There could be lead in your tap water. There could be PFAS in your bottled water. Microplastics might be in both. Do you choose neurotoxic heavy metals or carcinogenic "forever chemicals"?
That's the predicament facing Americans every time they take a drink of water.
"You know what, I don't trust our water systems — tap or bottled," says Bruce Lanphear, a scientist whose research underpins EPA regulations on lead and mercury. "It is really hard for any of us to know or trust that our water is free of contaminants, even if we say we have more confidence in some sources for some contaminants."
Part of the problem for consumers trying to decide which risks to take is that water is regulated by different federal agencies depending on whether it comes out of a tap or bottle, but the standards aren't always in sync.
EPA regulates the nation's tap water, while the Food and Drug Administration regulates bottled water, which can come from natural springs or municipal taps. The two agencies have very similar regulations for many contaminants. FDA, for example, has said it won't set mandatory standards for per- and polyfluoroalkyl substances, or PFAS, until EPA does.
But regulatory differences do exist, most strikingly for lead, with EPA allowing three times as much of the neurotoxin at the tap as FDA allows in a bottle. EPA's regulations only cover water coming from municipal, public sources — there are no federal regulations from well water, which is less likely to contain lead but can be contaminated with arsenic and other heavy metals naturally found in soil, or nitrates from nearby farming operations.
Drinking water experts who have spent their careers researching and thinking about toxics in water say there is no perfect way to decide which source of water is healthier. In many cases, it comes down to which chemical each individual consumer is most worried about.
"I don't have any good news," said Ronnie Levin, a former EPA staffer who now manages the water and health program at Harvard University's T.H. Chan School of Public Health and is an expert on lead issues. "Unfortunately, it's like a lot of risks people take, you use your intuitive gut about it, because there's nothing really scientific to tell you which is better."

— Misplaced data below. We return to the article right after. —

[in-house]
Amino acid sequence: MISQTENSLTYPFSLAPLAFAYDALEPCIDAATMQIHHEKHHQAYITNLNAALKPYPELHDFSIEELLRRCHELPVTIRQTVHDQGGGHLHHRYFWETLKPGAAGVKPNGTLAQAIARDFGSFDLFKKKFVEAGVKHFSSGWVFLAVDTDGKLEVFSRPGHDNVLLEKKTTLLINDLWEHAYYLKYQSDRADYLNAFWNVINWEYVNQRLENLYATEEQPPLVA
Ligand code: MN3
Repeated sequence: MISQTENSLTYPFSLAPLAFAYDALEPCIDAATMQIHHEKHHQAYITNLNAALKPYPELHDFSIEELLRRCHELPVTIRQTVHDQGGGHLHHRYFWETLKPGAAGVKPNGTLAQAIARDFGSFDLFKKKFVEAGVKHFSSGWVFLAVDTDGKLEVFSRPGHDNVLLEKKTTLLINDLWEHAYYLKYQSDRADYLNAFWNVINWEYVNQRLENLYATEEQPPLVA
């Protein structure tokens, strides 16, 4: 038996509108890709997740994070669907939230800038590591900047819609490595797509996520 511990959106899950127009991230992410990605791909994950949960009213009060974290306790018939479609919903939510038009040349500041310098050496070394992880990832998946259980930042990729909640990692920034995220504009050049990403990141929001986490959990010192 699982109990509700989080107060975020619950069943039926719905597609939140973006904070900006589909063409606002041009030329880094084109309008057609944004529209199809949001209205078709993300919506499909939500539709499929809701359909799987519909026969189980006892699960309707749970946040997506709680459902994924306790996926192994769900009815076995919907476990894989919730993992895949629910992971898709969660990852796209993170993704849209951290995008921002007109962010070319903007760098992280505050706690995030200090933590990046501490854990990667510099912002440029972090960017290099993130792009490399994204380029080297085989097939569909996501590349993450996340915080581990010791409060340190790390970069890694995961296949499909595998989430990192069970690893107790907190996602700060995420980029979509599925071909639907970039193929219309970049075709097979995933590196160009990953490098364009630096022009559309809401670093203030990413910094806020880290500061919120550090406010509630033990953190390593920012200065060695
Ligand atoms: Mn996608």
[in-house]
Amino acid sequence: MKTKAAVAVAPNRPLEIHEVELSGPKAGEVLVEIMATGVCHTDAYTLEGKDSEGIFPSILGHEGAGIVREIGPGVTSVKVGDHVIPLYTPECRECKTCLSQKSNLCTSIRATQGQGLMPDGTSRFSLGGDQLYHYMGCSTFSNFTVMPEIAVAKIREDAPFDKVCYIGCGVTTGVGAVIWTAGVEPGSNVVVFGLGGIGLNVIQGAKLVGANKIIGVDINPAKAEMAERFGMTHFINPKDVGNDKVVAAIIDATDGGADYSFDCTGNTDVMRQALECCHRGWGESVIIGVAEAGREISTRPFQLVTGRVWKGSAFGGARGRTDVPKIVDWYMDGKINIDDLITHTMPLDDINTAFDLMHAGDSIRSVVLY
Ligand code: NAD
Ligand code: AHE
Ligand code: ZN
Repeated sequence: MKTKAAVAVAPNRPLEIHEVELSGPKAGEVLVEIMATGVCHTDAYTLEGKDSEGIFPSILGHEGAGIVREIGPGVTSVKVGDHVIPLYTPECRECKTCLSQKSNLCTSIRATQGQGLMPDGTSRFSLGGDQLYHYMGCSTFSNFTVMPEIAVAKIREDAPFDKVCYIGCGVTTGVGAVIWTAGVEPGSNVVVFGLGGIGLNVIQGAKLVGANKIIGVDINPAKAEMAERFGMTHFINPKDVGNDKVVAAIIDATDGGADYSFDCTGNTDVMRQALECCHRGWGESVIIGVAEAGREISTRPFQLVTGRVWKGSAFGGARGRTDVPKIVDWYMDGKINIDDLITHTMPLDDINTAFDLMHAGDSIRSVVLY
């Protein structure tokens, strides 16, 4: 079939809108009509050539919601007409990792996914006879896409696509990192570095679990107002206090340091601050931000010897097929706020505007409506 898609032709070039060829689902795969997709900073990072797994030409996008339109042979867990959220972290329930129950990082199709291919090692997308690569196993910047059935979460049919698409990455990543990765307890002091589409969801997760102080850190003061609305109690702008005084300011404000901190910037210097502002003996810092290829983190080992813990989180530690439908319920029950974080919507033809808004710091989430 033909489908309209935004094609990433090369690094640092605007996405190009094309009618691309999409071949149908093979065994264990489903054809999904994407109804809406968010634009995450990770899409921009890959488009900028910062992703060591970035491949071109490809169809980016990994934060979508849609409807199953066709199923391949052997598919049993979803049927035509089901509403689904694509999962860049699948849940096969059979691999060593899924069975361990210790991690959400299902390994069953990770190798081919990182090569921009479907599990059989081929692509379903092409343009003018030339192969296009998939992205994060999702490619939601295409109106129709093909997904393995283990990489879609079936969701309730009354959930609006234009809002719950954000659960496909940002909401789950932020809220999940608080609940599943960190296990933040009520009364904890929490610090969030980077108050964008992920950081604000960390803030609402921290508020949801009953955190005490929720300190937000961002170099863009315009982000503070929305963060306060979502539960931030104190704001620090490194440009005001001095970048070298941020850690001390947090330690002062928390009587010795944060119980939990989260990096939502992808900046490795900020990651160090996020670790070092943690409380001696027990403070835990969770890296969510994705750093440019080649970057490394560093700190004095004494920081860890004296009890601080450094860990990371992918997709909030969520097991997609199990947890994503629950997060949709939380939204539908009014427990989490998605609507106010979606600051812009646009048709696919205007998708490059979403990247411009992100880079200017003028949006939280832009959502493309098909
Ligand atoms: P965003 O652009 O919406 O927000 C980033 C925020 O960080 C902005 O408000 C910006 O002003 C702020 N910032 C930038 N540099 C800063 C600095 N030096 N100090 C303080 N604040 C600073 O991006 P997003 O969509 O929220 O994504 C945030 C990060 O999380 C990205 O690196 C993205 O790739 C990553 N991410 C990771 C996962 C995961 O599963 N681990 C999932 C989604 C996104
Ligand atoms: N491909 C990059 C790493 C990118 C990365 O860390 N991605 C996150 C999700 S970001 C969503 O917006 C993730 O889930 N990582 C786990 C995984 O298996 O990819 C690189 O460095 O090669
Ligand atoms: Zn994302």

'It all depends'
Levin lives in an old house in a Boston suburb. She hasn't had her own tap water tested but knows her town has a lot of old lead pipes, so she uses a reverse osmosis filter to mitigate the risk.
A reverse osmosis filter — which can cost thousands of dollars — uses pressure to force water through a semipermeable membrane. Considered by many to be the gold-standard of at-home filtration options, the system blocks contaminants larger than water molecules, but those that are smaller, like polynuclear aromatic hydrocarbons, can still get through.
"I don't want people to know what filter I use and think that's the safest thing to do," she said. "It all depends on where you live and what you're concerned about."
Consumer Reports senior scientist Michael Hansen agrees. He drinks unfiltered tap water in his New York City home, in part because he knows the aquifer where the city gets its water is pristine.
"If you're in an area where you are concerned about an acute lead problem, I might buy bottled water, but you'd have to be pretty well-off to keep it up," he said.
E&E News asked a half-dozen water experts what they drink, and most rely on tap water, albeit with expensive filters. Many are worried about the waste from bottled water, and the possibility that plastic bottles themselves could be leaching still-more contaminants.
"Bottled water isn't necessarily any safer or purer than the water coming out of your tap," said Erik Olson, the Natural Resources Defense Council's senior strategic director for health and food, who drinks tap water in his Virginia home outside of Washington and researches the tap water of places he's traveling to before deciding whether or not to opt for bottled water.
Asked about concerns that bottled water is often repackaged tap water, the International Bottled Water Association said while some of its members "use public water sources for their purified bottled water products," that is "not 'just tap water in a bottle.'"
"Once the tap water enters the bottled water plant, several processes are employed to ensure that it meets the standard for purified water in the U.S.," the IBWA said. The group said its members "take consumer health and safety very seriously," which is why the IBWA decided not to wait for FDA and set its own voluntary standards for two per- and polyfluoroalkyl substances, PFOS and PFOA, that are more stringent than state laws and EPA's health advisory level.
Concerns with water bottles, filters
The organization also pushed back against claims that plastic bottles themselves could be leaching chemicals into water, saying those claims are "inaccurate, misleading and only serve to create unnecessary alarm among consumers" and noting that food packaging materials are scrutinized by FDA.
Yanna Lambrinidou, founder of Parents for Nontoxic Alternatives, was the only drinking water expert E&E News interviewed who does not drink tap water. Her daughter was an infant during Washington's lead in drinking water crisis, and the family only avoided a potential health tragedy because their pediatrician, who had been treating another child with severe lead poisoning from drinking water, warned them to avoid it years before The Washington Post uncovered the issue.